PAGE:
AG Secret Season Safari

‘Iconic tusker’ shot by trophy hunters in Zambia

A large bull elephant shot by a trophy hunter in Zambia

© Game Animals of the Past and Present

A large bull elephant was shot and killed in Zambia this past weekend by a trophy hunter. The term ‘iconic Tusker’ was used to describe the elephant and celebrate the hunt, but it is not clear if this was indeed a true ‘Tusker’ (with tusks weighing 100 pounds on each side). It is estimated that there are fewer than 50 true Tuskers left in Africa, and probably only 25-30.

The hunt was reportedly legally organised through Stone Hunting Safaris, where hunting in Zambia takes place in “the Luangwa Valley, Kafue Flats, and Bangweulu Swamps in governmental conservation areas or large privately owned ranches, depending on the required species”.

Game Animals of the Past and Present posted their congratulations to the hunter on their Facebook page, saying:

Biggest elephant shot in Zambia in decades, iconic Tusker. Well done great trophy 🏆 👍🏻and yes all meat was utilized donated to local villages and schools. Lot of money was payed [sic] for the license to shoot the bull and that money goes towards conservation of not only next elephant generations but the whole ecosystem there benefits from legal controlled hunting.”

Game Animals of the Past and Present explained, in reply to numerous comments, that all parts of the elephant were used. The hunter receives the skin and tusks, and the meat is donated to local villages and schools. In addition, the money paid by the hunter goes towards conservation practices in the region.

Screenshot from Game Animals of the Past and Present on Facebook

News Desk

A collection of current affairs articles and press releases from third party sources.

  • Dr Ram Sharma


    • Alan CoxfordMan Adb

      I have heard that in a zoo-park in San Diego,USA, outside at the exit gates,there is a large mirror with a sign stating,”You are now looking at the MOST dangerous animal in the world”. Thought provoking stuff,ehhhhh!

  • Leoni Ferreira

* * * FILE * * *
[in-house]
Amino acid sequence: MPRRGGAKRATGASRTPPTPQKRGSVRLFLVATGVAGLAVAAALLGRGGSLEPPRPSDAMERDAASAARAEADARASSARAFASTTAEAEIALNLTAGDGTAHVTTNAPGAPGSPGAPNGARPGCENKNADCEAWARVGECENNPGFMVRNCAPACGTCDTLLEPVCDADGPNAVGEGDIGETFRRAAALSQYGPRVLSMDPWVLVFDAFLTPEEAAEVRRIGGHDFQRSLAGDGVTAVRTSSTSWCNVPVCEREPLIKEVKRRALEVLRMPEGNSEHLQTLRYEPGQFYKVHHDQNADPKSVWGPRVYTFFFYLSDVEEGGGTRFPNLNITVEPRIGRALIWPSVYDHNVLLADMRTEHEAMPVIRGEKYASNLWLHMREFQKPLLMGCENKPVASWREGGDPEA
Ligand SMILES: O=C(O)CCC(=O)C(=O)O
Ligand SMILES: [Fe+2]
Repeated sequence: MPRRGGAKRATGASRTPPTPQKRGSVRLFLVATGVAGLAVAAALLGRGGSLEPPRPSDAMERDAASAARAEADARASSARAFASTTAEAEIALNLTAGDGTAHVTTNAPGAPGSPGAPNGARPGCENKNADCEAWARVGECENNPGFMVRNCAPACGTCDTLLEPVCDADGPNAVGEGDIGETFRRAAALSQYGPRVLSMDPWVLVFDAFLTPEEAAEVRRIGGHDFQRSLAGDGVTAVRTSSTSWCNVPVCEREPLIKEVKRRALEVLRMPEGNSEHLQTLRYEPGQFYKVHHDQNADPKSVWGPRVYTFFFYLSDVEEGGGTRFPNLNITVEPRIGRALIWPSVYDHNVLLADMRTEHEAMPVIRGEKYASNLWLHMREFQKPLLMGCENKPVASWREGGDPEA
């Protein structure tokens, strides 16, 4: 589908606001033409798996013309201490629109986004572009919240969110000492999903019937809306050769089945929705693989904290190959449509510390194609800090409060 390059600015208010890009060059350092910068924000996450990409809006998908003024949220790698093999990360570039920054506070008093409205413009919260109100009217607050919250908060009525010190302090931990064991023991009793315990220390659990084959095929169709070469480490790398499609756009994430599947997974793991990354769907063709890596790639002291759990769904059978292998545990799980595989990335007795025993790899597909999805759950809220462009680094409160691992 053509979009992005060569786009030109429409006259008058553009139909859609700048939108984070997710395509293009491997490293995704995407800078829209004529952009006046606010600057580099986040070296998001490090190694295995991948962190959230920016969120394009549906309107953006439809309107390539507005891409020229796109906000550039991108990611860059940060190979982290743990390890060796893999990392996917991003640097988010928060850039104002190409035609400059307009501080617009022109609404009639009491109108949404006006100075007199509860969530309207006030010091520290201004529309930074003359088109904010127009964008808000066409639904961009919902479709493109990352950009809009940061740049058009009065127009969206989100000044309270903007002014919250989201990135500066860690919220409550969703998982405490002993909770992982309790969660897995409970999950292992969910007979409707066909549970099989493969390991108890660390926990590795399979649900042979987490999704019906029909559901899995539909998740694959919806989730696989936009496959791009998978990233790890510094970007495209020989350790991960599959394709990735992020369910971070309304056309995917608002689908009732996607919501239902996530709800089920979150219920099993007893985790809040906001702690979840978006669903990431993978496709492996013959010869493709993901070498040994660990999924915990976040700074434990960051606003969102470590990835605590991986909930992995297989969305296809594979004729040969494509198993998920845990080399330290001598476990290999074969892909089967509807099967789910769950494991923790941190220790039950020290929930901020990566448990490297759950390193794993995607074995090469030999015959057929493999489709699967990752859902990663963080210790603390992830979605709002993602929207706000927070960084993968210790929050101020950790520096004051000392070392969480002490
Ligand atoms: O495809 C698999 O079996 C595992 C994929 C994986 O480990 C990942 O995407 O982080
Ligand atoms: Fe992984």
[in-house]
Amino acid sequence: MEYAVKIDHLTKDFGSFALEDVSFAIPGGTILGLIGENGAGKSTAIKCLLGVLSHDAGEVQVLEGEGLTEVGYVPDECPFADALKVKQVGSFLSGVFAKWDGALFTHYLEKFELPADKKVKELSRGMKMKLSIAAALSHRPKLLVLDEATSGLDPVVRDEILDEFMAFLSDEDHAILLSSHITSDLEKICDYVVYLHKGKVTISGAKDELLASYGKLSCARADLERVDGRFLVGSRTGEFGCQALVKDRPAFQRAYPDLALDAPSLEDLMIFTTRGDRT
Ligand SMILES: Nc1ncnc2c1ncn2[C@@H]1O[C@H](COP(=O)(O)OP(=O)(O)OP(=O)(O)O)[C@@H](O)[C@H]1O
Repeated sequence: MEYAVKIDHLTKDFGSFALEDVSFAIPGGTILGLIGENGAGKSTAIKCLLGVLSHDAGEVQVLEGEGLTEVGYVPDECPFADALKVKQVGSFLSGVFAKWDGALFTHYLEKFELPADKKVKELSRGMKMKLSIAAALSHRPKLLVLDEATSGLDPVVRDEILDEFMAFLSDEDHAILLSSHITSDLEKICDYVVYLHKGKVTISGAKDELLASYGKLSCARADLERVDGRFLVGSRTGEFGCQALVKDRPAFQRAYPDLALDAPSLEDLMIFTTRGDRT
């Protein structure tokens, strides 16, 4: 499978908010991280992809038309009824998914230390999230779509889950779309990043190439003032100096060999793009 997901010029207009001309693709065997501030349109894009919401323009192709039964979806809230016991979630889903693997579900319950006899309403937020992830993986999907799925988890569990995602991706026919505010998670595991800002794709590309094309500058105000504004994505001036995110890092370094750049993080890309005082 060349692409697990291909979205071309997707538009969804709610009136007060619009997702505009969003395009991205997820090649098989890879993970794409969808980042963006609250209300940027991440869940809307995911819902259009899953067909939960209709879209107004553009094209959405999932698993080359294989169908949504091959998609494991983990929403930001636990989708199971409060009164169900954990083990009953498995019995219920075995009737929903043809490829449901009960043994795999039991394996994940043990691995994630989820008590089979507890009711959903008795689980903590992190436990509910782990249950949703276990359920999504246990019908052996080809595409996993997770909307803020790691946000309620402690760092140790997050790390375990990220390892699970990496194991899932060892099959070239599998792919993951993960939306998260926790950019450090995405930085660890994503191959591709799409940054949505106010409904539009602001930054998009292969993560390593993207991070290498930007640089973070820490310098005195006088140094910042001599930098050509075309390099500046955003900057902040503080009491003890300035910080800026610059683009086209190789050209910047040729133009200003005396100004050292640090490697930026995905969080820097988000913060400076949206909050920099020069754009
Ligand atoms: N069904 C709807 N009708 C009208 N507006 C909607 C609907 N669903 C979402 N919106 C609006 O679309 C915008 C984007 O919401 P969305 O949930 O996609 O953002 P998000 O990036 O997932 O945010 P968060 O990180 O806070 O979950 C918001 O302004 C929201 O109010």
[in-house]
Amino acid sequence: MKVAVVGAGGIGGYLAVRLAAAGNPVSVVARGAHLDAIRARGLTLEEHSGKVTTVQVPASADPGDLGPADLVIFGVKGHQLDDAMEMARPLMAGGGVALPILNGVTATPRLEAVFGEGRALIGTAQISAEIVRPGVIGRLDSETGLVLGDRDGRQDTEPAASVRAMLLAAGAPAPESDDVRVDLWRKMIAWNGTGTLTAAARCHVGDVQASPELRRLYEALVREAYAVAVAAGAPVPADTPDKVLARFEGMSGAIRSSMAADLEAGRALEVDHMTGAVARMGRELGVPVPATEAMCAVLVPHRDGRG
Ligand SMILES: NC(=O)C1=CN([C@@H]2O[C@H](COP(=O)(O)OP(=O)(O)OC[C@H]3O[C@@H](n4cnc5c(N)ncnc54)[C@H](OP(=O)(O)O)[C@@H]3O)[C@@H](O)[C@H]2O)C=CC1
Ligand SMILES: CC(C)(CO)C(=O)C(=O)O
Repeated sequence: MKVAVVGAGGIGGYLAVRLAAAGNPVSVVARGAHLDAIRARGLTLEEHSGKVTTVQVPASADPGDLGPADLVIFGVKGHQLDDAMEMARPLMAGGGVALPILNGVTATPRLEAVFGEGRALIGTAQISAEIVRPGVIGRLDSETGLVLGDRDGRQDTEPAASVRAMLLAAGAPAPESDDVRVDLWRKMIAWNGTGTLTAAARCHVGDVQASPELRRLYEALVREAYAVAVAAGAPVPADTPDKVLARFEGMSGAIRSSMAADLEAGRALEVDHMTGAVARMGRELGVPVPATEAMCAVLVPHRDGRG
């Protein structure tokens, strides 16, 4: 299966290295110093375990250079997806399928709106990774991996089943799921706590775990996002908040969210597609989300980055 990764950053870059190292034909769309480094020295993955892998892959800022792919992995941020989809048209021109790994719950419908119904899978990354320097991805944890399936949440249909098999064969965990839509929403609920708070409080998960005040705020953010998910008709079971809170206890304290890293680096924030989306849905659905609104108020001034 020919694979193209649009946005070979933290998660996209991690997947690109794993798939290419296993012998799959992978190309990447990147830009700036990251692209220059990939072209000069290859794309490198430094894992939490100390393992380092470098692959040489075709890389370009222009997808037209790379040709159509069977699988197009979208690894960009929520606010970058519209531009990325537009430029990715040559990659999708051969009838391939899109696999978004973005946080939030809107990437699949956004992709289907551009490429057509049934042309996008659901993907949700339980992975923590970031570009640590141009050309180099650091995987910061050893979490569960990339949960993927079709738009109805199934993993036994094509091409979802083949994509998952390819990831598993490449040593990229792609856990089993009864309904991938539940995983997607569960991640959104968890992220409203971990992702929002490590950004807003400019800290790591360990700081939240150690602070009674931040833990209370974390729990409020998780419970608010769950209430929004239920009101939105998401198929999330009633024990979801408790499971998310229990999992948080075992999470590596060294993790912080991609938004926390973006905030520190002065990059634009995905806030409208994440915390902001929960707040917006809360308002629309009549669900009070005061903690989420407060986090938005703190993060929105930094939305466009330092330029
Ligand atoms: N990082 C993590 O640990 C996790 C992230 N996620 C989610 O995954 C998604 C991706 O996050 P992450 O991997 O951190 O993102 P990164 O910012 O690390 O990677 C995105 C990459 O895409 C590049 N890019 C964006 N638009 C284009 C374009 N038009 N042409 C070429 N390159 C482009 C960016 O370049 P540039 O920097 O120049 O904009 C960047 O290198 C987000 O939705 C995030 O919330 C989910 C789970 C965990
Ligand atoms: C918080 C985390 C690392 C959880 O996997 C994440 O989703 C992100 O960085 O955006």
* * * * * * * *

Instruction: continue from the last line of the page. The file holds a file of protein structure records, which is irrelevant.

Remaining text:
this is unacceptable!! why? the elephants does not grow like that anymore every year they decrease in growth, because of being hunted!! if you go to Leteba in the Kruger you will see that they are not growing that large anymore!!

    so sad!!

    • Willem Frost

      I suppose it is because of all the hunting around Letaba !!

  • Raymond Jennen

    Well the money goes to the few happy criminals, for the meat there are enough alternatives and conservation is about responsability not about greed…..

  • Murray Louw

    And this great tusker’s genes are lost forever:(

    • Paulo Lrx

      Good chances he already breed, I dont say I agree with what was dome, but old bulls already have spread their genes

    • Guy Baxendale

      A bull of this age would have had years of breeding

      • cascadian12

        So? Humans are a virus and that legal poacher is totally expendable.

        • cascadian13

          you should probably kill yourself, then, cascadian12. you are a virus after all.

          • cascadian12

            After you.

        • Peterg123

          Misanthropic and dangerous person, you are… w#anking away in your private world of hate.

      • Gaetano Bonaviri

        “Hunters like to claim that older males with the heaviest ivory are past their reproductive years and are, therefore, no longer contributing their genes to the next generation. This is simply false. In Amboseli – the world longest elephant dataset – a male’s peak reproductive years are between 40 and 50 years of age. But even at age 60 a male is as successful as a male of age 35. They are still coming into musth and are still contributing to the next generation when they are over 60 years old. We wrote: “The longer a male survives and the older he becomes, the more successful he has the opportunity to be.” […] Very few male elephants live to the age when they can begin to reproduce. In Amboseli, a population that has seen very little poaching, 76% of males die before reaching the age of 40. Of those who survive to reproduce, very few carry genes for the enormous tusks upon which we – humans – seem to place so much value. To be blunt, if maintaining large tusks is a consideration, killing so-called “tuskers” is short-sighted and, quite frankly, stupid.” Joyce Poole (ElephantVoives), biologist that spent decades studying older male elephant and documented that longevity is critical to their reproductive success (

        • Andrew Baldry

          Lets use Kenya as an example shall we?

          • Simon Espley

            Or perhaps Mozambique and Tanzania?

          • Gaetano Bonaviri

            Let’s use Botswana: trophy hunting banned , natural heritage protected by the B.Defence Force, zero-tolerance approach to poaching and eco-tourism. Botswana has the largest population of elephants on earth (The Great Elephant Census estimated 130,000) with ellies rushing from Angola, Zimbabwe and Namibia where they are targeted by poachers and trophy hunters. “International tourism is expected to bring in $210m (£160m) to Botswana this year, rising to $370m (£280) by 2021 – more than trophy hunters spend across the whole of southern Africa.”

        • Graeme Pollock